Last Monday, a World Trade Organization panel decided to uphold the European Union’s ban on Canadian seal products. It’s the latest addition to a string of blows to the struggling seal hunt over the past few years.
But if there is anything to be learned from this most recent setback, it’s that in the fight to keep the seal hunt viable, Canada is losing the publicity war.
This is old news, of course. But it takes on a new primacy when the WTO, an international trade-
regulating body, can rule that the ban is enforceable based on “ethical” reasons. If moral considerations the government has been fighting for years are being given binding consideration internationally, it becomes especially clear that the Canadian seal hunt lobby is fighting a losing battle.
The ethical grounds cited by the WTO, those rooted in the same pseudo-morality that spurred the ban (now widely supported by the European public, it is worthy to note) are the result of years of
misinformation from animal rights groups and the all-too-willing bleeding hearts of Hollywood.
They are the upshot of countless smear campaigns from the likes of Pamela Anderson, Jude Law and others world-renowned for their seminal contributions to science.
It is because of these “activists” that the celebrity bandwagon cries out against seal hunters’ thoughtless slaughter every time they see yet another photo of a seraphic seal pup plastered beneath the headlines. And it is because of these same people that the international public, basing its beliefs on a supposed moral high ground, rails against the Canadian government for permitting what it considers unnecessary inhumane animals culls.
These are the Mother Teresas who have infected the international community with the anti-sealing fervour that encouraged the WTO’s ruling.
All the while, this very same public, which salivates at the prospect of an end to the seal hunt, scarfs
down the latest Whopper, box of McNuggets or whatever other product of industrialized agriculture any of us consume on a regular basis.
The power of persuasion never ceases to amaze.
After the WTO handed down its decision, Terry Audla, president of Inuit Tapiriit Kanatami, which represents 55,000 Canadian Inuit said, “They’re basing it on public morals … I mean, who’s to say what’s more cruel? Industrialized agriculture? The poultry, pork and beef industry?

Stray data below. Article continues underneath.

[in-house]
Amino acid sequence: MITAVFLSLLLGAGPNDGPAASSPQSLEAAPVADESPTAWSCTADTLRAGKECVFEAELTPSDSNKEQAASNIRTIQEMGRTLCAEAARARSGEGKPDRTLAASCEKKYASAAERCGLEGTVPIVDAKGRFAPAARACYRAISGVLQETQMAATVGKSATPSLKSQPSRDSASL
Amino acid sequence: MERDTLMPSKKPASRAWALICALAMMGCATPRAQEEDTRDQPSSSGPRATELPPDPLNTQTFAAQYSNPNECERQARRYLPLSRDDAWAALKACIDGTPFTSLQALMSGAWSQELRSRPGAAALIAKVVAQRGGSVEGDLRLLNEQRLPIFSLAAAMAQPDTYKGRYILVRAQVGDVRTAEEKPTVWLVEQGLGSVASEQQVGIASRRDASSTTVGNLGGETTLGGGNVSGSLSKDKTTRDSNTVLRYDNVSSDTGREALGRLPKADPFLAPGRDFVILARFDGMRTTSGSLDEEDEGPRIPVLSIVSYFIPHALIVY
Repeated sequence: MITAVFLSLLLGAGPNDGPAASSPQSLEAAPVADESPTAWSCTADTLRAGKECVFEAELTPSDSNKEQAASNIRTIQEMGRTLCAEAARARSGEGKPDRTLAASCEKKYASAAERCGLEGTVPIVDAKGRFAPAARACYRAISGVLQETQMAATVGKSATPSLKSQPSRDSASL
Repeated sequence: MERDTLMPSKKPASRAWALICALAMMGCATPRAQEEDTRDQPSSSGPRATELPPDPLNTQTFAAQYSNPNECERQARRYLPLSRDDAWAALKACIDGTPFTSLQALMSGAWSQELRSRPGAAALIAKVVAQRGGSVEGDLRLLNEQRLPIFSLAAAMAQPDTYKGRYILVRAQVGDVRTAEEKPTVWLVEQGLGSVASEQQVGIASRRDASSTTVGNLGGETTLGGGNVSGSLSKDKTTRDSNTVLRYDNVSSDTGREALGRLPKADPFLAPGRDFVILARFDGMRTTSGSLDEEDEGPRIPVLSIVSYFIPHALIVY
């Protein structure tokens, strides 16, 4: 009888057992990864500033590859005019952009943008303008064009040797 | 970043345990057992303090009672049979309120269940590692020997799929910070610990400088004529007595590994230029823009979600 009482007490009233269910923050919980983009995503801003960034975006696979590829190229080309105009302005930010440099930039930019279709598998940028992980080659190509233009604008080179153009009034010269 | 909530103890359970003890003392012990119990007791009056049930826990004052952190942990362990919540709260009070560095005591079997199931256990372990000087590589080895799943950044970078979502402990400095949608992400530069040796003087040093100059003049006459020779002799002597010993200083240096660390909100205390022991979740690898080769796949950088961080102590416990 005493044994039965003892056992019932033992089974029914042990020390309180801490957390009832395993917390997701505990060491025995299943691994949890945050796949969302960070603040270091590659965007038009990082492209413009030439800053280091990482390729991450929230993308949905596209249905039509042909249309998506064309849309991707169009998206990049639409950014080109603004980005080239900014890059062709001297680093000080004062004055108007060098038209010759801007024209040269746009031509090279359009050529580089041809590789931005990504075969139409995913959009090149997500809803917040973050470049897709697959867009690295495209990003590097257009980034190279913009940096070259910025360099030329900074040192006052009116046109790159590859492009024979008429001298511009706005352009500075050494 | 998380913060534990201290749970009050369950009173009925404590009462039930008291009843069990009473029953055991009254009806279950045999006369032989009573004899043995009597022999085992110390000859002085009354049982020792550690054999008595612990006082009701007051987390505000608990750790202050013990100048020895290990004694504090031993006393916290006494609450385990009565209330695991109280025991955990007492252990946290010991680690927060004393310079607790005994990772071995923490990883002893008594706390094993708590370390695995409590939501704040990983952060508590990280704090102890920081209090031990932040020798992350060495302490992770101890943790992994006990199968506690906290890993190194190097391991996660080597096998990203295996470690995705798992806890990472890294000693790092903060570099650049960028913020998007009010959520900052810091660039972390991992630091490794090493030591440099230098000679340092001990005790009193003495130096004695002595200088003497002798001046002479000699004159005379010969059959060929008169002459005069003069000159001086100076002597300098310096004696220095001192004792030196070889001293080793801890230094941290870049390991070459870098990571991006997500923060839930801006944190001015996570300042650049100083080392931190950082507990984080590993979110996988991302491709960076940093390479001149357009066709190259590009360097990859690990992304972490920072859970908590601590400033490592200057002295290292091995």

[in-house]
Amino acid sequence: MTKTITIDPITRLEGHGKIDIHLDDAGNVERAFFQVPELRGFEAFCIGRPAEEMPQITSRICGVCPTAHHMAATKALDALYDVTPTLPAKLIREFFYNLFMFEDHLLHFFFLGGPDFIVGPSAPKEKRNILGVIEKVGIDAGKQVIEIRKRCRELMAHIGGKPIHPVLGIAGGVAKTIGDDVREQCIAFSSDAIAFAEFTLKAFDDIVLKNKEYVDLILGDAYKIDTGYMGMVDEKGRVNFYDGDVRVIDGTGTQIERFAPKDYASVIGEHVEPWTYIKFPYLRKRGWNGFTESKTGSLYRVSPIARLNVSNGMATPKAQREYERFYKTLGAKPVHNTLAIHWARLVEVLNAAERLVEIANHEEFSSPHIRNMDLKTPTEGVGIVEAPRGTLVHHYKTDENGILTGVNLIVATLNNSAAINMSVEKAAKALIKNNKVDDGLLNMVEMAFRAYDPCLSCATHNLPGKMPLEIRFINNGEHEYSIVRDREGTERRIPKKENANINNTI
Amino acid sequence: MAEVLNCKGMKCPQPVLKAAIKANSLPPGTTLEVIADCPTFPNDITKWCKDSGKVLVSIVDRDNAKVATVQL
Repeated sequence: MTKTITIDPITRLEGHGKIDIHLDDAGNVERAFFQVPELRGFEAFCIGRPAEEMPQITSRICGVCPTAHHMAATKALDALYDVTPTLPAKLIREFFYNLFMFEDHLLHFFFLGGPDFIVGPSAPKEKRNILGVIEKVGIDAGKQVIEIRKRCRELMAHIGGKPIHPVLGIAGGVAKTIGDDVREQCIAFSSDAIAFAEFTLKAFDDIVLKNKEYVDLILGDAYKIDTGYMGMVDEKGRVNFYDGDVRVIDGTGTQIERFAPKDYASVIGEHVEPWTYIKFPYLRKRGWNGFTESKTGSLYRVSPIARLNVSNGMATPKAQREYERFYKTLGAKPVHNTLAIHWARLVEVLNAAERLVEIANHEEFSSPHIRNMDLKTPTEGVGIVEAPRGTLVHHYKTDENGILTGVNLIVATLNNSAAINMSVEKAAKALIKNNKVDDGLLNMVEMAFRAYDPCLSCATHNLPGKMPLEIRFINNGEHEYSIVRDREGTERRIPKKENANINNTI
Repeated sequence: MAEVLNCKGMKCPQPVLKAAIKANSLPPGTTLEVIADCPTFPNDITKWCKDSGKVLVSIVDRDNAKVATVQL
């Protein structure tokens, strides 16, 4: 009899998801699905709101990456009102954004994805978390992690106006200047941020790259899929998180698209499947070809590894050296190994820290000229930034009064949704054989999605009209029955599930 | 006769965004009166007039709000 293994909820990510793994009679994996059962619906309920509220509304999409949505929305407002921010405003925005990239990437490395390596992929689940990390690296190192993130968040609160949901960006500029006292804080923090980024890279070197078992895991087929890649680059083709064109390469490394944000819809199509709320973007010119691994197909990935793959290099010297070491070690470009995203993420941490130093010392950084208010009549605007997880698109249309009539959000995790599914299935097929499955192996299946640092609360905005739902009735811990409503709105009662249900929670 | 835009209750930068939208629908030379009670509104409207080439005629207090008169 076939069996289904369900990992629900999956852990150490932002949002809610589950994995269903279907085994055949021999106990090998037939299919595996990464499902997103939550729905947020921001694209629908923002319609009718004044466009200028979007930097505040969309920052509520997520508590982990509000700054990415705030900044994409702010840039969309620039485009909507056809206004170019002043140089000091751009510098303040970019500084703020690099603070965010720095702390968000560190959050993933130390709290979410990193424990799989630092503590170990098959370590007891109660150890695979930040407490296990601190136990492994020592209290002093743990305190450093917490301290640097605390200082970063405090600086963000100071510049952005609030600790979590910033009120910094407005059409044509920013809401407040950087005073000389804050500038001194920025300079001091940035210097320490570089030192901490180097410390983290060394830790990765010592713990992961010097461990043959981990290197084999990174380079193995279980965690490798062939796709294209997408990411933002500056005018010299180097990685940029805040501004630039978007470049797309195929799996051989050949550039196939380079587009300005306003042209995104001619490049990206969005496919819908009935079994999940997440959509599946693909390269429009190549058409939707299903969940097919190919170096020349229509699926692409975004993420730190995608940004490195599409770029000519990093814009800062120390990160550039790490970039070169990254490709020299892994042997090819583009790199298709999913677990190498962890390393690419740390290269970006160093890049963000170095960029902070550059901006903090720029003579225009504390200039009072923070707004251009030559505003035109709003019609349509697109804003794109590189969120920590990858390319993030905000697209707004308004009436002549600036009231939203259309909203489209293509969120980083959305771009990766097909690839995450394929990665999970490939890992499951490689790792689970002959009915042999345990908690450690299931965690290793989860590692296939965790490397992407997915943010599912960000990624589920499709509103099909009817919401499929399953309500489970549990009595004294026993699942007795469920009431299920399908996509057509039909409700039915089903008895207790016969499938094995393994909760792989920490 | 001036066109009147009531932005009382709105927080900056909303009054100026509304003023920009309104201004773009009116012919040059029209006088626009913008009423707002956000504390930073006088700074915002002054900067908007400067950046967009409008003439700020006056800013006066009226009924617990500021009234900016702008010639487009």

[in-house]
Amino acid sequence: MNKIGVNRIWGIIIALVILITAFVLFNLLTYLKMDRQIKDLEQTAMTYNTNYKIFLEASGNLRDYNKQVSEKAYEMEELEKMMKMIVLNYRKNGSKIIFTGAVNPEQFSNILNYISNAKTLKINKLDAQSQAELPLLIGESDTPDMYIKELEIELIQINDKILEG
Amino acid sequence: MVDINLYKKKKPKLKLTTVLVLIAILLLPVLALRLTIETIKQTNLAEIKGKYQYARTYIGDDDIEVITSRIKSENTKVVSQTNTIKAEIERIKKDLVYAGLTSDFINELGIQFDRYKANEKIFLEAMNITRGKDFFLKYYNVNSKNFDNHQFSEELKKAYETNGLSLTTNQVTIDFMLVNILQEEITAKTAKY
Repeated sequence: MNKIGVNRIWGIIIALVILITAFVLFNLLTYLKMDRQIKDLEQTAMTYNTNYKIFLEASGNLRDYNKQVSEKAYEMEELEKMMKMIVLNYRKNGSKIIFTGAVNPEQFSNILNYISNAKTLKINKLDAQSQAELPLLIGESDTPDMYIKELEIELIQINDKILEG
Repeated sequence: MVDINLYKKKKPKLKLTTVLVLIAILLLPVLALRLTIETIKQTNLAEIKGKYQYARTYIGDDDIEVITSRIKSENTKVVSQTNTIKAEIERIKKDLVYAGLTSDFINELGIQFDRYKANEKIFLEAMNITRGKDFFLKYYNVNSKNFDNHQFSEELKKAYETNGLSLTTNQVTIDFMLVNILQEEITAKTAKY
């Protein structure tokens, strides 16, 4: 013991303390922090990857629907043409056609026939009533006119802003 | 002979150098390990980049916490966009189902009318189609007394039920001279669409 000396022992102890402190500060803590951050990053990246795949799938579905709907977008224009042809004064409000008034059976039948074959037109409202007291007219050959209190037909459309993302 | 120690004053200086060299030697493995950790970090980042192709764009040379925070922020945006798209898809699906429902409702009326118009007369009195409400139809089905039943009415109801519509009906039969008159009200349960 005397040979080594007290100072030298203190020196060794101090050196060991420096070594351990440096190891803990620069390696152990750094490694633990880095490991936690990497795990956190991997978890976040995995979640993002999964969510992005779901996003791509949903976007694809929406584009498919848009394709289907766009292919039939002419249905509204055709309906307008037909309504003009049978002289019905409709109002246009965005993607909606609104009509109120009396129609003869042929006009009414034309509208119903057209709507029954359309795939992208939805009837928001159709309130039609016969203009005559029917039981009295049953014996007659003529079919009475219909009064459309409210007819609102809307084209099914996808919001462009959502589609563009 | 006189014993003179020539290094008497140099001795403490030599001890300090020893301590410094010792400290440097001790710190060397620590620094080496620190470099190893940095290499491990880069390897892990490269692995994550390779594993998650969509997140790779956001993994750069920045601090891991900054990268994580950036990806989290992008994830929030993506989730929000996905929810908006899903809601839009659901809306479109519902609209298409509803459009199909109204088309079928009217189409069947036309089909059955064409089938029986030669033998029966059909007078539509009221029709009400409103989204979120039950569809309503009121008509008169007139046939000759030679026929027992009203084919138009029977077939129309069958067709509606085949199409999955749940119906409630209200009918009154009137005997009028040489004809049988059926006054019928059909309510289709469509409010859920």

“Who draws the line?”
And who knows, really?
But my bet is that the chicken and beef industry lobbies of Washington and Brussels are far more powerful than any seal hunt advocates.
Denouncing the seal hunt is perhaps made easier by the lack of seal meat on the menu at Burger King or the fact that most people associate seals with circus rings.
But no matter the reason, there is undoubtedly a detachment between seal-based products and the international public, and this complements efforts to denounce the hunt based on ethical concerns.
The seal hunt is an easy target for international animal rights groups, what with all the adorable baby seal pictures and the high shock value of the bloodstained pack ice left behind by the hunt. So it’s innocent enough to be fooled at first when activists play on one’s senses by warping of the truth.
However, once the message of an allegedly inhumane seal hunt pervades public opinion to the point that an international organization treats it as worthy of consideration, it becomes altogether clear that in the battle against misinformation, those on the side of the seal hunt are bleeding from the head.
It’s one thing for PETA or Pam Anderson to spew crap about Canadian sealers, but it is quite another when an organization like the WTO marginalizes the seal hunt based on what international public opinion deems credible ethical concerns.
Patrick Butler, who’s from Conception Bay South, is enrolled in the journalism
program at Carleton University.
He can be reached by email